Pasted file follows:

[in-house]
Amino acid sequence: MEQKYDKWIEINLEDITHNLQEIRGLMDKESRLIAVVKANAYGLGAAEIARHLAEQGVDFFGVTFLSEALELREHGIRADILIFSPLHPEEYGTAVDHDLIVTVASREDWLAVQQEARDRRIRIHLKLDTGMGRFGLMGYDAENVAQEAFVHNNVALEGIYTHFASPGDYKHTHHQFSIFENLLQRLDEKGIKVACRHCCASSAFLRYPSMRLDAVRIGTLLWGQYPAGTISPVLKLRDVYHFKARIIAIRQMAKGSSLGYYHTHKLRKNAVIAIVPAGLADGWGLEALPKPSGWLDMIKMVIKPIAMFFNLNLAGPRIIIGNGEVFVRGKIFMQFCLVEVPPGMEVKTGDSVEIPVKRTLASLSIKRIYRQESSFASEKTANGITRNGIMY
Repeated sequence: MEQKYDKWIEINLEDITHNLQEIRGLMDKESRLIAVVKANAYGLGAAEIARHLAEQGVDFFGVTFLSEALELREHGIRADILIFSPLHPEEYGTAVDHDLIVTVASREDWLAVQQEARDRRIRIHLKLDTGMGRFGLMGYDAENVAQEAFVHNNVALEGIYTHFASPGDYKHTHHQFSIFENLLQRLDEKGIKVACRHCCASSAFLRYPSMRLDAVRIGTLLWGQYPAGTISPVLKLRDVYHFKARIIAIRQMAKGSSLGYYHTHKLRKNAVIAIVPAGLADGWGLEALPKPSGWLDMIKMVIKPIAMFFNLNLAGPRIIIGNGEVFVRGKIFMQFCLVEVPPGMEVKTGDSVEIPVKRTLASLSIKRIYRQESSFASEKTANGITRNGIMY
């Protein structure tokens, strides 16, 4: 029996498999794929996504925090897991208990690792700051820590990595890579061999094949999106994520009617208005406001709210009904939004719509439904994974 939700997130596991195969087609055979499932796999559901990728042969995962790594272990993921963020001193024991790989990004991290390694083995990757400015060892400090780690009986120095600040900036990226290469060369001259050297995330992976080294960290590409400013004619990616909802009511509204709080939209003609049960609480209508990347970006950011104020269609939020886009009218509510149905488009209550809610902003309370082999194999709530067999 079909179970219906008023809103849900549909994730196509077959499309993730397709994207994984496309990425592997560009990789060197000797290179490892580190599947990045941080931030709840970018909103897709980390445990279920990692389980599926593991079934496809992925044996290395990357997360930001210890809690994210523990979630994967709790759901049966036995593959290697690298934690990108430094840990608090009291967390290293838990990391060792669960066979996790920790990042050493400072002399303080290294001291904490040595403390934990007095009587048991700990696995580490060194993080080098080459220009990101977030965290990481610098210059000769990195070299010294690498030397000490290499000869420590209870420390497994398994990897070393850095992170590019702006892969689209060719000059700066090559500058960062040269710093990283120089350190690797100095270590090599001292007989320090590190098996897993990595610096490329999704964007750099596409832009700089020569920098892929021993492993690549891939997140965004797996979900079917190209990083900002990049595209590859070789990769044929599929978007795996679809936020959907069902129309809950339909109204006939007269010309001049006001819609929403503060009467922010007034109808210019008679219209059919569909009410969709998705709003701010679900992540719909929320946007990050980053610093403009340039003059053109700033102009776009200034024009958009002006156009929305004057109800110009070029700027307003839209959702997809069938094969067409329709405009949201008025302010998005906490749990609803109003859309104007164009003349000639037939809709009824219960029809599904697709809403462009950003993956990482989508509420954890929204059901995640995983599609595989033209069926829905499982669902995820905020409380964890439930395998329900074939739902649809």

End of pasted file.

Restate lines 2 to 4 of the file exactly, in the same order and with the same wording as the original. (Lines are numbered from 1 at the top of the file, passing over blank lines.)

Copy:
Amino acid sequence: MEQKYDKWIEINLEDITHNLQEIRGLMDKESRLIAVVKANAYGLGAAEIARHLAEQGVDFFGVTFLSEALELREHGIRADILIFSPLHPEEYGTAVDHDLIVTVASREDWLAVQQEARDRRIRIHLKLDTGMGRFGLMGYDAENVAQEAFVHNNVALEGIYTHFASPGDYKHTHHQFSIFENLLQRLDEKGIKVACRHCCASSAFLRYPSMRLDAVRIGTLLWGQYPAGTISPVLKLRDVYHFKARIIAIRQMAKGSSLGYYHTHKLRKNAVIAIVPAGLADGWGLEALPKPSGWLDMIKMVIKPIAMFFNLNLAGPRIIIGNGEVFVRGKIFMQFCLVEVPPGMEVKTGDSVEIPVKRTLASLSIKRIYRQESSFASEKTANGITRNGIMY
Repeated sequence: MEQKYDKWIEINLEDITHNLQEIRGLMDKESRLIAVVKANAYGLGAAEIARHLAEQGVDFFGVTFLSEALELREHGIRADILIFSPLHPEEYGTAVDHDLIVTVASREDWLAVQQEARDRRIRIHLKLDTGMGRFGLMGYDAENVAQEAFVHNNVALEGIYTHFASPGDYKHTHHQFSIFENLLQRLDEKGIKVACRHCCASSAFLRYPSMRLDAVRIGTLLWGQYPAGTISPVLKLRDVYHFKARIIAIRQMAKGSSLGYYHTHKLRKNAVIAIVPAGLADGWGLEALPKPSGWLDMIKMVIKPIAMFFNLNLAGPRIIIGNGEVFVRGKIFMQFCLVEVPPGMEVKTGDSVEIPVKRTLASLSIKRIYRQESSFASEKTANGITRNGIMY
């Protein structure tokens, strides 16, 4: 029996498999794929996504925090897991208990690792700051820590990595890579061999094949999106994520009617208005406001709210009904939004719509439904994974 939700997130596991195969087609055979499932796999559901990728042969995962790594272990993921963020001193024991790989990004991290390694083995990757400015060892400090780690009986120095600040900036990226290469060369001259050297995330992976080294960290590409400013004619990616909802009511509204709080939209003609049960609480209508990347970006950011104020269609939020886009009218509510149905488009209550809610902003309370082999194999709530067999 079909179970219906008023809103849900549909994730196509077959499309993730397709994207994984496309990425592997560009990789060197000797290179490892580190599947990045941080931030709840970018909103897709980390445990279920990692389980599926593991079934496809992925044996290395990357997360930001210890809690994210523990979630994967709790759901049966036995593959290697690298934690990108430094840990608090009291967390290293838990990391060792669960066979996790920790990042050493400072002399303080290294001291904490040595403390934990007095009587048991700990696995580490060194993080080098080459220009990101977030965290990481610098210059000769990195070299010294690498030397000490290499000869420590209870420390497994398994990897070393850095992170590019702006892969689209060719000059700066090559500058960062040269710093990283120089350190690797100095270590090599001292007989320090590190098996897993990595610096490329999704964007750099596409832009700089020569920098892929021993492993690549891939997140965004797996979900079917190209990083900002990049595209590859070789990769044929599929978007795996679809936020959907069902129309809950339909109204006939007269010309001049006001819609929403503060009467922010007034109808210019008679219209059919569909009410969709998705709003701010679900992540719909929320946007990050980053610093403009340039003059053109700033102009776009200034024009958009002006156009929305004057109800110009070029700027307003839209959702997809069938094969067409329709405009949201008025302010998005906490749990609803109003859309104007164009003349000639037939809709009824219960029809599904697709809403462009950003993956990482989508509420954890929204059901995640995983599609595989033209069926829905499982669902995820905020409380964890439930395998329900074939739902649809």